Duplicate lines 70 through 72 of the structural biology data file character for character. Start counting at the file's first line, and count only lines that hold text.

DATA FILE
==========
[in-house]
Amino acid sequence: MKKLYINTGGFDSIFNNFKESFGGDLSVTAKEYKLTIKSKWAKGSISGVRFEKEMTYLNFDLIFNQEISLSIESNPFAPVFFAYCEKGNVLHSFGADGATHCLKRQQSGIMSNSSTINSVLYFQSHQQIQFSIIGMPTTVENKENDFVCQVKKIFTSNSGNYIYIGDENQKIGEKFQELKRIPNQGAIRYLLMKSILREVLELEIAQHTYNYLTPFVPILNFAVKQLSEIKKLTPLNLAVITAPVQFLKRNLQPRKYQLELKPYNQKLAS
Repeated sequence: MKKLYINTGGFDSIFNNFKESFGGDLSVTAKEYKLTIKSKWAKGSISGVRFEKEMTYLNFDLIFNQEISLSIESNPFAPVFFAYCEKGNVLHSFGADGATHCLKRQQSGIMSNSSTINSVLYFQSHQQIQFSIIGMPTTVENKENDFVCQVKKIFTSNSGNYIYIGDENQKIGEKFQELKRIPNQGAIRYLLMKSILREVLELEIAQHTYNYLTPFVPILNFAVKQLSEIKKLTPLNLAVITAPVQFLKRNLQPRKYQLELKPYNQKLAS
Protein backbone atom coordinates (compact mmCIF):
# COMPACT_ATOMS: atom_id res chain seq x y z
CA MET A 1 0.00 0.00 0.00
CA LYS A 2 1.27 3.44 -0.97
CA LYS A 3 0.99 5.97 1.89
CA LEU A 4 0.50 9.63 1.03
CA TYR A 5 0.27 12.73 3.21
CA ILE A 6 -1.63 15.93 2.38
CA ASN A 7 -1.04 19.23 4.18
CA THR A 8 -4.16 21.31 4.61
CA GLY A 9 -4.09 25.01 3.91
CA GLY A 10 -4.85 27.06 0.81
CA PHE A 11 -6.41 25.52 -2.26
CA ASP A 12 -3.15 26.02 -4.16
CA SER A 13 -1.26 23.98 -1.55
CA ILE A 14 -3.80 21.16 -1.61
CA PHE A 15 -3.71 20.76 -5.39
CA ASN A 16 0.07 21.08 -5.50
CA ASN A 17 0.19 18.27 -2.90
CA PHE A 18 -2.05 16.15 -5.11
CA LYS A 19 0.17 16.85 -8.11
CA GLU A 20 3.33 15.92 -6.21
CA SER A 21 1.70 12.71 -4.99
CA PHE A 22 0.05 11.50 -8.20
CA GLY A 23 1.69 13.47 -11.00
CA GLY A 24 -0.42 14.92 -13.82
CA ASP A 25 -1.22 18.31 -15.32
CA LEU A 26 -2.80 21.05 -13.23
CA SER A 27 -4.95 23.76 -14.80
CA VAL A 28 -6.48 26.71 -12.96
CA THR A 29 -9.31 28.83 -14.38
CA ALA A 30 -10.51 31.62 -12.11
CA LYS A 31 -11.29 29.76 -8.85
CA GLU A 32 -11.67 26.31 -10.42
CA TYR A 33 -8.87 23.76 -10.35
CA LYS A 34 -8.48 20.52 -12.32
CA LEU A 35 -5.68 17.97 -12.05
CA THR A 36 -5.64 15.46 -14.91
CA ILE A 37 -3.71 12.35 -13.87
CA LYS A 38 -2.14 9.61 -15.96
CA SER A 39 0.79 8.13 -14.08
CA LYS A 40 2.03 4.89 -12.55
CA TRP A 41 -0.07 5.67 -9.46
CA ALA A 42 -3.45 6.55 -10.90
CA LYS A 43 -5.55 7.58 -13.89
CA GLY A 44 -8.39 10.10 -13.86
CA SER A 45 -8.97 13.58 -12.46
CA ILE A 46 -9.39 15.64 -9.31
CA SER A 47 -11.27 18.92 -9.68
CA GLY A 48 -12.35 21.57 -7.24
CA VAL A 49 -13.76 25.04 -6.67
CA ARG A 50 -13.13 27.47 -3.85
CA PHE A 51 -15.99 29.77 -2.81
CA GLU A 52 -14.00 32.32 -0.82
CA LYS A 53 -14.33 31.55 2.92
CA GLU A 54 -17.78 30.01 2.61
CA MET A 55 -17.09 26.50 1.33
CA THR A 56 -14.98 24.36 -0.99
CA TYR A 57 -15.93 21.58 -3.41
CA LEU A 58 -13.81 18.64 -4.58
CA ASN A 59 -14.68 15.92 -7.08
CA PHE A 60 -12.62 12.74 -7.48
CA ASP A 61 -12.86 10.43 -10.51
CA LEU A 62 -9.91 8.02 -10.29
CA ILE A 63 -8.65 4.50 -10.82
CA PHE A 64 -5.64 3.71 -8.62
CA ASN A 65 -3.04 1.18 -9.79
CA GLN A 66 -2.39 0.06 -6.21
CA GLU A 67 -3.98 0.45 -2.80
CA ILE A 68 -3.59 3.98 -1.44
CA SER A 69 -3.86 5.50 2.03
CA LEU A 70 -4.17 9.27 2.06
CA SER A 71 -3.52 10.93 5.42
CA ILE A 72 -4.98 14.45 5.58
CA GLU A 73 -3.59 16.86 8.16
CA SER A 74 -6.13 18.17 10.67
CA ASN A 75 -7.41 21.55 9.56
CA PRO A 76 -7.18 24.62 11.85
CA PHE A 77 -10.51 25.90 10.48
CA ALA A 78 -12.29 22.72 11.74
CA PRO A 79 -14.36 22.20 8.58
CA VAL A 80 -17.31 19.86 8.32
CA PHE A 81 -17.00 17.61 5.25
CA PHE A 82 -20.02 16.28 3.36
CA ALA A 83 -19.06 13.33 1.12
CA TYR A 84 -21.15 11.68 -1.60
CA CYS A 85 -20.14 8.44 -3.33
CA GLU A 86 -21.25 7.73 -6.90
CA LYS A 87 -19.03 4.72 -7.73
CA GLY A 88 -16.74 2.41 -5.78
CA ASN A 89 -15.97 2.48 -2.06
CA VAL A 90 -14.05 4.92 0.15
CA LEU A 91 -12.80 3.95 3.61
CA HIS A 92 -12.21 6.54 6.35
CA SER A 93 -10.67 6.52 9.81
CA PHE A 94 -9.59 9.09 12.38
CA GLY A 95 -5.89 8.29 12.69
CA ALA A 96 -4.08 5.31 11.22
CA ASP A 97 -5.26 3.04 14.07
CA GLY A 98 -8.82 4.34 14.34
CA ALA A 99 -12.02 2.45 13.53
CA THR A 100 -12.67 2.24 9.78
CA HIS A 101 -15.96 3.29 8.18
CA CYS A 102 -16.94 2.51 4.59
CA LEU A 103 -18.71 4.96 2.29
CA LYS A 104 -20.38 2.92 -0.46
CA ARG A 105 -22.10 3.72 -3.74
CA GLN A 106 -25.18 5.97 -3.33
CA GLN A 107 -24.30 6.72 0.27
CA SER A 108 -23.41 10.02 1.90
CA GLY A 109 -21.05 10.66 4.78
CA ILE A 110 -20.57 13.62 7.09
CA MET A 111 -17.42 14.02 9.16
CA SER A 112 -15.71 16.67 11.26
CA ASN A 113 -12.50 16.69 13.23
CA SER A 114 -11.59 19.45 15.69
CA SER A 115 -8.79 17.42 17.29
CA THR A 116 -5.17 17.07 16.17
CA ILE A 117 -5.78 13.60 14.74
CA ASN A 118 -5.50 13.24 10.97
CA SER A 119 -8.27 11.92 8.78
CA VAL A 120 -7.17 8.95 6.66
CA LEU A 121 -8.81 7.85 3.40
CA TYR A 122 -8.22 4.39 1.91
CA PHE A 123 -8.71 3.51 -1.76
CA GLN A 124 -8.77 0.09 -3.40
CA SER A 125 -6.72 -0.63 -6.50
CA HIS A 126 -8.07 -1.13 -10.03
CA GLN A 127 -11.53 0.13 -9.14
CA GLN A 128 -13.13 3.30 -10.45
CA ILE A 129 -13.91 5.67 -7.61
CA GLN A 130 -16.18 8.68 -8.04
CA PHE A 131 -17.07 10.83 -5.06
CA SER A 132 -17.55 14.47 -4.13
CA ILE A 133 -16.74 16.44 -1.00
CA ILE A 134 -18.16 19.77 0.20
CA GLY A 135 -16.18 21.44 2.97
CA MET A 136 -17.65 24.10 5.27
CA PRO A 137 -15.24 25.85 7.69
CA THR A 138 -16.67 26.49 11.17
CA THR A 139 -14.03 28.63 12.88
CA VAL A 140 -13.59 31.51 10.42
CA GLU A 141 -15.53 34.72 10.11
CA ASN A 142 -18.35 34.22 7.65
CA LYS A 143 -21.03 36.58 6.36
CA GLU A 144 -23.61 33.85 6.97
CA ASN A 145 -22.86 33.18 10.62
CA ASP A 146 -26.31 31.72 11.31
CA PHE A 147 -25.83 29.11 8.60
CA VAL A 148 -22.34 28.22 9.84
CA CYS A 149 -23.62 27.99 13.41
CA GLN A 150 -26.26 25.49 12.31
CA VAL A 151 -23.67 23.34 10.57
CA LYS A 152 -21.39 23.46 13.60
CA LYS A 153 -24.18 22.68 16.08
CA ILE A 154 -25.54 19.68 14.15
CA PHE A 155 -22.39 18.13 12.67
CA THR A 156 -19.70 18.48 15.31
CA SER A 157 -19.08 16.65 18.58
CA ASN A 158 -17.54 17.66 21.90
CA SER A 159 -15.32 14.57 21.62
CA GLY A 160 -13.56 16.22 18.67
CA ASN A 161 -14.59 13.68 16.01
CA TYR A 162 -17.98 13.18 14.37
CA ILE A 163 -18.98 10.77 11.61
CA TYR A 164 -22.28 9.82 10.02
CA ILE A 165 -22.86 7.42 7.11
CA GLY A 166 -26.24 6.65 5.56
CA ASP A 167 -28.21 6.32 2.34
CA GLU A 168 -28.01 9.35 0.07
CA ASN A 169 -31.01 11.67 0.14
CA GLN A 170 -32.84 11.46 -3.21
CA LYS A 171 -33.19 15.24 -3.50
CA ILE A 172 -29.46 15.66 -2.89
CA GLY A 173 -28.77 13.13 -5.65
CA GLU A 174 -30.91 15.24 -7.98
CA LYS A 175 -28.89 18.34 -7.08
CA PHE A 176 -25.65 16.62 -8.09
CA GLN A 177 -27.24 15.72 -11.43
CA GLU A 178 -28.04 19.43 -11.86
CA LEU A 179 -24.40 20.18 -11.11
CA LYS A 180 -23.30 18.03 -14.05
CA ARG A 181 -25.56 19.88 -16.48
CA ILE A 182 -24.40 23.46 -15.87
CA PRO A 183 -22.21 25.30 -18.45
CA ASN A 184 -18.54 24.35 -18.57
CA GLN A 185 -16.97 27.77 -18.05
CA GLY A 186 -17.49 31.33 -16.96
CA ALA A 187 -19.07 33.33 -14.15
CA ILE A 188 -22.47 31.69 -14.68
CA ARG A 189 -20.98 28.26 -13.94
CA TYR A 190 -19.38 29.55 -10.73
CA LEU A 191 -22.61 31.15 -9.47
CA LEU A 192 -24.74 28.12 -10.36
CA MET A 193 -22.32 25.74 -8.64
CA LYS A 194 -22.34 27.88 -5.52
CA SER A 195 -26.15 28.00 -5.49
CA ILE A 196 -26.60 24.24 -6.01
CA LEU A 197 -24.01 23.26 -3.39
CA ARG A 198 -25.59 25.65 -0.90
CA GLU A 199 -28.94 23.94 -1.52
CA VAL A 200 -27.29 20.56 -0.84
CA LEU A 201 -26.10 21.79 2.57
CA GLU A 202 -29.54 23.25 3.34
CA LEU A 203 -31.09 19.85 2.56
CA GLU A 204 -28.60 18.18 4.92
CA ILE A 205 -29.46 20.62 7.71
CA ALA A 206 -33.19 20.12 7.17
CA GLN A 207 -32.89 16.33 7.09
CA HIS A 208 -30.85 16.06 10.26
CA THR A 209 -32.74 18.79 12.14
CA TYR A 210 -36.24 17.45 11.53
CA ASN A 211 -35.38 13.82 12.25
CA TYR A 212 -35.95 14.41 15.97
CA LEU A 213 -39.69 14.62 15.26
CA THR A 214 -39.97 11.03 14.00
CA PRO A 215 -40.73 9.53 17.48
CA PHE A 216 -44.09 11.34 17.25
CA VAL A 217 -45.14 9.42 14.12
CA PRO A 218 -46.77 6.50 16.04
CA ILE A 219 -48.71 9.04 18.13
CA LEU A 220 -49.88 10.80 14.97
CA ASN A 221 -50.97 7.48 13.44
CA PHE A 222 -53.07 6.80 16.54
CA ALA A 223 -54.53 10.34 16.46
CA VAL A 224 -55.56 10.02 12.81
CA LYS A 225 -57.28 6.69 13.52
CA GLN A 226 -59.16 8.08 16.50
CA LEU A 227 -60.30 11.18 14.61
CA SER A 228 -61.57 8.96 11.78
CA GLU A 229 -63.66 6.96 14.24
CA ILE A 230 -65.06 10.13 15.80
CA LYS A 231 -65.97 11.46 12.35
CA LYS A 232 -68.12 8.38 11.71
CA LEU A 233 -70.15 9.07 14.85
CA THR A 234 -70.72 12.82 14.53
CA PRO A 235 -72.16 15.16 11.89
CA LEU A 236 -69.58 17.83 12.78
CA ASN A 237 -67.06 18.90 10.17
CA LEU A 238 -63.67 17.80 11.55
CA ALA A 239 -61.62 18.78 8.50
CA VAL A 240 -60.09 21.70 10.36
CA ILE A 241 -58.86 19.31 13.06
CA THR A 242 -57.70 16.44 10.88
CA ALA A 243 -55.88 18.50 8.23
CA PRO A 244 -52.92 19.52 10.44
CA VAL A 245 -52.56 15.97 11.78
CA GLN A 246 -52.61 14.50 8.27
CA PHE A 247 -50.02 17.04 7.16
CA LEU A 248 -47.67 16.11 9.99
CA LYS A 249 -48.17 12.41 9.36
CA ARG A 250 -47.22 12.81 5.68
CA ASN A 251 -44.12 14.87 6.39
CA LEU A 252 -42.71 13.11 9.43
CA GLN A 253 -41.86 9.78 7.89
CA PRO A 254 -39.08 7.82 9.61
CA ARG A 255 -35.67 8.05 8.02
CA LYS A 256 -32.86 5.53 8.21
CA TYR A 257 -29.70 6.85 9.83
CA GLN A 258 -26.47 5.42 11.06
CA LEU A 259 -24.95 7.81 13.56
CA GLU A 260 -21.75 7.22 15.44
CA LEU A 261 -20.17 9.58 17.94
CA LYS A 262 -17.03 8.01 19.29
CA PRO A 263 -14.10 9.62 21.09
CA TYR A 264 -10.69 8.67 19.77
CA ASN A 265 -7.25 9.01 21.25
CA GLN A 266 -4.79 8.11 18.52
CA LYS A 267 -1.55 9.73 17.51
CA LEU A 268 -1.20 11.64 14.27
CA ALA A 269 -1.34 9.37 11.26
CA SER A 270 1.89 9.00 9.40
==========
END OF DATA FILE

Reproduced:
CA ASN A 65 -3.04 1.18 -9.79
CA GLN A 66 -2.39 0.06 -6.21
CA GLU A 67 -3.98 0.45 -2.80